People love to speak about success and the tumultuous pathway leading up to it.
I was talking with a friend about Model United Nations and prestigious scholarships and I mentioned the fact that I would love to attend Harvard.
His response was simple: “And then what? How do you one-up Harvard?”.
My answer was that I would find more ways to feel accomplished in the workplace, that I would feel passion for the profession of the law, that I would love what I did, but a voice in the back of my head told me he was right.
I have craved for success all of my life and have been through it many times. I’ve failed as well, and I’ve always felt the need to do better; to be better no matter any previous outcome.
In my family, the word “proud” isn’t used very often. Grandparents, aunts and parents tell you good job, but the follow up always includes something along the lines of “keep going!”. That’s fine and all, as the intention behind that phrasing is most likely a positive incentive; it’s meant to be encouraging. Except, it often is not. Whenever I get a great grade, whenever I get a job, whenever I am rewarded for anything I do, I immediately ask myself what’s next, and everyone else seems to ask the same of me.
People love to speak about success and the tumultuous pathways leading up to it, but very rare or those that reveal the intricacies of the following moments. People may live it differently. However, I think a consensus can be made on the fact that it isn’t always satisfying, because the need to maintain and repeat success quickly catches up to you. No matter what engraved gavel you are given, or opportunities you manage to be awarded; it feels like you need to be better. I’ve met so many people who like me feel this strong desire to succeed, who work with every bone in their body to achieve just that. The truth is, we’re all exhausted.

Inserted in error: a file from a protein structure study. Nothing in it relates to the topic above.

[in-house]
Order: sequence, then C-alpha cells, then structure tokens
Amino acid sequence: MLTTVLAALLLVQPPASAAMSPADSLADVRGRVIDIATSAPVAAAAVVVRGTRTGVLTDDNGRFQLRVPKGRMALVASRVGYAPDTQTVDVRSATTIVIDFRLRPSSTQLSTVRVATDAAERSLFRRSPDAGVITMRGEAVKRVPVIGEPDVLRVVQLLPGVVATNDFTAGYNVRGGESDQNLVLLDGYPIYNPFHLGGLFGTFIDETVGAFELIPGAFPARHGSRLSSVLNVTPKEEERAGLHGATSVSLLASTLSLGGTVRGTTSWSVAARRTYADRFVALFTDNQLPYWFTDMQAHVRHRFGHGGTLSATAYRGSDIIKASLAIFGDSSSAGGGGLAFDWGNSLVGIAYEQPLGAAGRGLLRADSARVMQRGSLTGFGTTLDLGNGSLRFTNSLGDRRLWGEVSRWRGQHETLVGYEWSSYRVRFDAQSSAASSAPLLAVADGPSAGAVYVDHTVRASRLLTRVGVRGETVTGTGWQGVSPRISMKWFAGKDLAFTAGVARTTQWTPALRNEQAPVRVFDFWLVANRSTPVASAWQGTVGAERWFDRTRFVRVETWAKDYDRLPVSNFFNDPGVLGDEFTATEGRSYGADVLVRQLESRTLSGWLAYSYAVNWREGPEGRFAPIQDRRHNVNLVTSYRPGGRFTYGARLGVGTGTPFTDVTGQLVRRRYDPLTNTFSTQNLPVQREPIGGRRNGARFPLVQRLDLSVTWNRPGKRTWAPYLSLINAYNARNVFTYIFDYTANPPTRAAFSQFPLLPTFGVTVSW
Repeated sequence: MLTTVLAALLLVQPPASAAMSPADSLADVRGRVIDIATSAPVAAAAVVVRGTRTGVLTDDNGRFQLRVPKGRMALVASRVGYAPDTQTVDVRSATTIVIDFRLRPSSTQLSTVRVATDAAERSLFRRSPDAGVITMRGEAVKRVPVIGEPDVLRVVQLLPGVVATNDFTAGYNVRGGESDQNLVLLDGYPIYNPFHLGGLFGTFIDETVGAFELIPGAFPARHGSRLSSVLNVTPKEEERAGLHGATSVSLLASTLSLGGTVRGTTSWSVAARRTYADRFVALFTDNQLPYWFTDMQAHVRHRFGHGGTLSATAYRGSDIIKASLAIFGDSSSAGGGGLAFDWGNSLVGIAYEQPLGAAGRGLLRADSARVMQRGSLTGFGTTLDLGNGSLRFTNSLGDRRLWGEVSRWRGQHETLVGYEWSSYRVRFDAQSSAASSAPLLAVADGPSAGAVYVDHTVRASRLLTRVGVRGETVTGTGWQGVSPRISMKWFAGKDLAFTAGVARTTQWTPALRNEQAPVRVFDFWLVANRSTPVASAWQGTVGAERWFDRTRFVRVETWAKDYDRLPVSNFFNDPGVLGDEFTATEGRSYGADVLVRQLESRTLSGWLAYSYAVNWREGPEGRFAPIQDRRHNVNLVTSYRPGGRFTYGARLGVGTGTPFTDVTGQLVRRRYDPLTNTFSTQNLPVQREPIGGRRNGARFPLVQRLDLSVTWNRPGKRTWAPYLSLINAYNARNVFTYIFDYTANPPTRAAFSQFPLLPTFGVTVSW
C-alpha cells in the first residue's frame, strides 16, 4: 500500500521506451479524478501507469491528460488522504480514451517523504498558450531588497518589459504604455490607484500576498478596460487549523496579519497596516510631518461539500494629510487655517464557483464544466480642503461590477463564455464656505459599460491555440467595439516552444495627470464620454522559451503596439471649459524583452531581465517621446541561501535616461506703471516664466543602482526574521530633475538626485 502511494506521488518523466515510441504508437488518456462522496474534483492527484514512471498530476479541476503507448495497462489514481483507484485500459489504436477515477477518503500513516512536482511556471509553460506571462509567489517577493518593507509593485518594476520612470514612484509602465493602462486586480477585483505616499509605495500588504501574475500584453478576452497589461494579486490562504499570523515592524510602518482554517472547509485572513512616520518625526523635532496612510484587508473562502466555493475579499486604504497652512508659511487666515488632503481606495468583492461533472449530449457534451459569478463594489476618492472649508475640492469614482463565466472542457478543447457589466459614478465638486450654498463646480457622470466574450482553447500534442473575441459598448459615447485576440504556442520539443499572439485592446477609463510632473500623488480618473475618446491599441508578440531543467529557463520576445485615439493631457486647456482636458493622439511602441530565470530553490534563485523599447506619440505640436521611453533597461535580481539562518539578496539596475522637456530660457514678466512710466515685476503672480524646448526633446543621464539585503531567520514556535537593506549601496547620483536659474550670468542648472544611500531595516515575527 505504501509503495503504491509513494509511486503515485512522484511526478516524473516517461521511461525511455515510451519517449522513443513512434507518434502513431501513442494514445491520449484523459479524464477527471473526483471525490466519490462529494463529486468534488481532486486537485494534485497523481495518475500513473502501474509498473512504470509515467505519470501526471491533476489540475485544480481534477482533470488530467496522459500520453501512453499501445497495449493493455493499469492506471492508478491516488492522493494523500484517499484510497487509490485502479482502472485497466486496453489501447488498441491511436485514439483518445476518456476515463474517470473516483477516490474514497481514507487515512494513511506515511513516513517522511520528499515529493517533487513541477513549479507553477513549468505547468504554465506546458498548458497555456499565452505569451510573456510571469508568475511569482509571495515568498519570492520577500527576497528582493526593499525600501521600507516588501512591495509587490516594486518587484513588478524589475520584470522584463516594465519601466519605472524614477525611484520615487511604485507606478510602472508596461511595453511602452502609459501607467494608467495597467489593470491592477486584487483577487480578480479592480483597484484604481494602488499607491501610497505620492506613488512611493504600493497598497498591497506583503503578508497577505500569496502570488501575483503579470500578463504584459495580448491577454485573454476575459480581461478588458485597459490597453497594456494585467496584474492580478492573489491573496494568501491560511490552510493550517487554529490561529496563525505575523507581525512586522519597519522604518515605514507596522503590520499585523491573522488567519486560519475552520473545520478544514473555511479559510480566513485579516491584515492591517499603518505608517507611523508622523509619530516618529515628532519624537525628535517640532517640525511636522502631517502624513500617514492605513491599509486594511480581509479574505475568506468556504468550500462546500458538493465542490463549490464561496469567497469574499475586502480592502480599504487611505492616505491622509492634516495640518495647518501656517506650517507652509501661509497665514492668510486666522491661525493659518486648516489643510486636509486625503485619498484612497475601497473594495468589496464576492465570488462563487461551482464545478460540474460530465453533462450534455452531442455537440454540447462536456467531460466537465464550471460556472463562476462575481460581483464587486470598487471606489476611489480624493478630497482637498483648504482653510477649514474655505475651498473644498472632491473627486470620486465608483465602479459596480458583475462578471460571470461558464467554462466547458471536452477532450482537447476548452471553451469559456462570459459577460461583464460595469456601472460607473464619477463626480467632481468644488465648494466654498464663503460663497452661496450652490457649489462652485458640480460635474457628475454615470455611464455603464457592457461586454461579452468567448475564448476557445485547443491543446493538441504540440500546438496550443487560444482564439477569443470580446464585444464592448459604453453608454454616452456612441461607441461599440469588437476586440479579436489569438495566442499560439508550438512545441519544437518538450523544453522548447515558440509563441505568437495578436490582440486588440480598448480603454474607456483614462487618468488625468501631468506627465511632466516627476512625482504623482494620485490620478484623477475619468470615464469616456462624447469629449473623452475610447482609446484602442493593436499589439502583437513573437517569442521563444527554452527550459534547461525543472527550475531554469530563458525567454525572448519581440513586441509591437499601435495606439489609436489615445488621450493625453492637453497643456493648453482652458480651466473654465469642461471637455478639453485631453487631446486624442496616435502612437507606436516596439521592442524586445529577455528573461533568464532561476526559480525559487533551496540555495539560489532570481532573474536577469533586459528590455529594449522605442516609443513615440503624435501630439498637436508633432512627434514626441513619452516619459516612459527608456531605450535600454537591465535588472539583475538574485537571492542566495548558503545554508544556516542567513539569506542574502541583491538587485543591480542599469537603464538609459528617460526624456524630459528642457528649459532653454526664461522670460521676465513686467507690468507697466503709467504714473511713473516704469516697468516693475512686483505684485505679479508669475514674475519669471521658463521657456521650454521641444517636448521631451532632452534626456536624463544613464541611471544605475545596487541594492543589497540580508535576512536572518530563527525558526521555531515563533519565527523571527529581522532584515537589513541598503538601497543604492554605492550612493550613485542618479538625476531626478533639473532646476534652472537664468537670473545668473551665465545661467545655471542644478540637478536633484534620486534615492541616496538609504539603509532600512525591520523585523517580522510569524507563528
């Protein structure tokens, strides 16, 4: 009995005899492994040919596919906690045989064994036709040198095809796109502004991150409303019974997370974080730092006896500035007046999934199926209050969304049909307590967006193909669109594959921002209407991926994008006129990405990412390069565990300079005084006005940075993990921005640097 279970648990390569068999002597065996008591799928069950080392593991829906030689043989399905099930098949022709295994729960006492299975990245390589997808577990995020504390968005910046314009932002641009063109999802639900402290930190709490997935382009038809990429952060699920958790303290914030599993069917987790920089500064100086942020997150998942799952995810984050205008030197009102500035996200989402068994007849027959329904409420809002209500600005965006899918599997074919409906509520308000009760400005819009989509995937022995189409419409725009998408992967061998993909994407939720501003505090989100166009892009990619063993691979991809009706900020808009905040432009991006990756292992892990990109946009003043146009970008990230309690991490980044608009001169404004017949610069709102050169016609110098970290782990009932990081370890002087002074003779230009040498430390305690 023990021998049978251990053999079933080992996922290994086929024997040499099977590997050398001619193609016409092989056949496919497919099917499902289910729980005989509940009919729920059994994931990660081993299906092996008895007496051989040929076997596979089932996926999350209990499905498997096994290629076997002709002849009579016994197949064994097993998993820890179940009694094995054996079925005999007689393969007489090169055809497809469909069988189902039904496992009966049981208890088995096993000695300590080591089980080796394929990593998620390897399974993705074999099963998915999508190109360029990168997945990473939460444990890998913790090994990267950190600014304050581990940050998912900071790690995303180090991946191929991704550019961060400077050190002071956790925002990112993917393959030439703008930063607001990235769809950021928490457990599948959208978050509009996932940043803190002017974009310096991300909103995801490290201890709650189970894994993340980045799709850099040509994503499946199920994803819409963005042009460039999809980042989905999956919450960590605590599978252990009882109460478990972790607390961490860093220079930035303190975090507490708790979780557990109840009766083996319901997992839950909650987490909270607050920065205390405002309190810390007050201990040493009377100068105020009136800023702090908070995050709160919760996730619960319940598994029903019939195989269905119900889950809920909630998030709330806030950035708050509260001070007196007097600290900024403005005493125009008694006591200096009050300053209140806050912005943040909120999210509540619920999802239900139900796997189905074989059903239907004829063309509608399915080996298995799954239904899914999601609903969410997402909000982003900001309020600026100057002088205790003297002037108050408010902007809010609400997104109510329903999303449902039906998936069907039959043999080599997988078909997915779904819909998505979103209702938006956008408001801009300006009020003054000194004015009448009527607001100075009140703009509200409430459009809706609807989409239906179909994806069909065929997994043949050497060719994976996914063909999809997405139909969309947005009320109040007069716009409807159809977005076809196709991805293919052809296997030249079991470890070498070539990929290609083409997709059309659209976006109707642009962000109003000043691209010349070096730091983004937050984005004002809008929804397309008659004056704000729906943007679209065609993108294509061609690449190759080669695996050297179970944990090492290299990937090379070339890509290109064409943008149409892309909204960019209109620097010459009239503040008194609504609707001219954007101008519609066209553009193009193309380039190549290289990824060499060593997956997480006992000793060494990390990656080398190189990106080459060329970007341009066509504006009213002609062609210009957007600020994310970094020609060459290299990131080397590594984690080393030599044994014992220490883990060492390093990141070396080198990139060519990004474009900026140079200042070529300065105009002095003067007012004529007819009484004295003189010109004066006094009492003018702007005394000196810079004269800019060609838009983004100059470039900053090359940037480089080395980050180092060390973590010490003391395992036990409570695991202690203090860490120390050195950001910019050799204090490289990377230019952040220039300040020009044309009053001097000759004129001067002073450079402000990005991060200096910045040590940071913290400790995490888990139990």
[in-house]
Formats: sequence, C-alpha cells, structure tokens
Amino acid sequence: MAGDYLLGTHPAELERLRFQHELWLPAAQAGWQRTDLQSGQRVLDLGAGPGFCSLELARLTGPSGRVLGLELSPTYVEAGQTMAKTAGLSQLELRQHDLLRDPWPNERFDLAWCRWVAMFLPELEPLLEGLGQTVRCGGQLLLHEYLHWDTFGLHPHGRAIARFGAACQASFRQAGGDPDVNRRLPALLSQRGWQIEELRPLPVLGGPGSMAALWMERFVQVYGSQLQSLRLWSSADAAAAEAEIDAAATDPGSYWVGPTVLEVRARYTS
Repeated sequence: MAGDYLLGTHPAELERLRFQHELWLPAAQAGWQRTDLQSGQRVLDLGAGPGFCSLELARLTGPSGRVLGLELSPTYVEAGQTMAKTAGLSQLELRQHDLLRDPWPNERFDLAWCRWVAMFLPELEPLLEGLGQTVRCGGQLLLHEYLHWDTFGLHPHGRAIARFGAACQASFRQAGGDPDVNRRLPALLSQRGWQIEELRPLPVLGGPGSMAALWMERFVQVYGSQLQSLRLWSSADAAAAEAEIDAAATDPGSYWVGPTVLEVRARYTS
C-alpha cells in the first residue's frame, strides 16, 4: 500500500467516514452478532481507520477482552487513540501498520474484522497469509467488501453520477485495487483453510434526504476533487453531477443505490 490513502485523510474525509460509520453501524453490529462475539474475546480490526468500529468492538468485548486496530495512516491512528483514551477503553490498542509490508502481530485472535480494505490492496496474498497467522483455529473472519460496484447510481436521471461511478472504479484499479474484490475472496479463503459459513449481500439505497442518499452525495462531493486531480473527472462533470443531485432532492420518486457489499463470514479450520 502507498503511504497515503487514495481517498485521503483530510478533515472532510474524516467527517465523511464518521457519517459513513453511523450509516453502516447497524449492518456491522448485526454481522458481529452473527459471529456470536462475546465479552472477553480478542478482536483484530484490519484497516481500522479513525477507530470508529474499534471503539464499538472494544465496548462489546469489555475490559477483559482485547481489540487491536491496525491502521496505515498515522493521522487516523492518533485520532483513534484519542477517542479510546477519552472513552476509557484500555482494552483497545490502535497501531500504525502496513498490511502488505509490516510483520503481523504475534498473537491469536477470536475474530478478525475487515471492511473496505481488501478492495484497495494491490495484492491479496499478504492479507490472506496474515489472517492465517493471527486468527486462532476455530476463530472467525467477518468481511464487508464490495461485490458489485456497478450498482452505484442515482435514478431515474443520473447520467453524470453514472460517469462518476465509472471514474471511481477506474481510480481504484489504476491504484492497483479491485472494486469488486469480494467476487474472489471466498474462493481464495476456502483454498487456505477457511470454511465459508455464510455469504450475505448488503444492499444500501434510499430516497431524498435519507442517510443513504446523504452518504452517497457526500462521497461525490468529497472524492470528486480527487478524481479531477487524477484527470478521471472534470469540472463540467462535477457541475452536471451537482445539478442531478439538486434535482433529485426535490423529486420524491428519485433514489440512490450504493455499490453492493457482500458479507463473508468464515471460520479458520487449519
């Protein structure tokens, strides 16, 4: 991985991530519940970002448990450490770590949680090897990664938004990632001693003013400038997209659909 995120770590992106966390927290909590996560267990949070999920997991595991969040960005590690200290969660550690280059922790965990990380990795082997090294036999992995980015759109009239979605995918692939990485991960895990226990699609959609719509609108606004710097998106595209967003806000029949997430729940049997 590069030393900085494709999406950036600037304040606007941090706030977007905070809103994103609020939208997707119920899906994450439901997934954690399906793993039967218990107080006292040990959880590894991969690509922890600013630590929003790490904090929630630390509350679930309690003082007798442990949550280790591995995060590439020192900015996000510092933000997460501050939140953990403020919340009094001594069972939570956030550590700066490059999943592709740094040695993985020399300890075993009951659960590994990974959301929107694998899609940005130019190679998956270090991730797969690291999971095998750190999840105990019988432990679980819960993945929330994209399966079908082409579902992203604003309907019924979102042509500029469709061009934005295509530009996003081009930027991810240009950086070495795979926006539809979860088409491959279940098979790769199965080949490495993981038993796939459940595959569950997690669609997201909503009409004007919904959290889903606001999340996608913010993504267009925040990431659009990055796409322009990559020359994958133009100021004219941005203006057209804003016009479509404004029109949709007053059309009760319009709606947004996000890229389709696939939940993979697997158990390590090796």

Now obviously, I am not advocating for giving up, or advocating against self-improvements. That’s not the moral of this story.
The moral of this story is that resilience comes from within. We are all so influenced by external factors that dictate what we should be doing next, when really, following only that external pressure only generates more anxiety, and more self-doubt. Something that matters to you probably has very little impact on others. Something that makes you smile and cry of joy might bring up little to no reaction from peers, colleges and families, and that shouldn’t change anything about what you feel you’ve accomplished.
Resilience can even come from personal ego if that’s what it takes. Do things to please yourself, not others. If a project you used to be involved with does not stimulate you anymore, or if you find something else you want to spend your time on, do that instead. There is no need to be the best at everything you do, and you are allowed to do things for yourself. Passion is even often encouraged by employers or admissions officers, and a variety of interests does not necessarily translate to bad decision making.
Be proud of yourself and don’t wait for others to be. In fact, when someone tells you they’re proud, say “I know”.
Written by MWR Executive Véronique Leblanc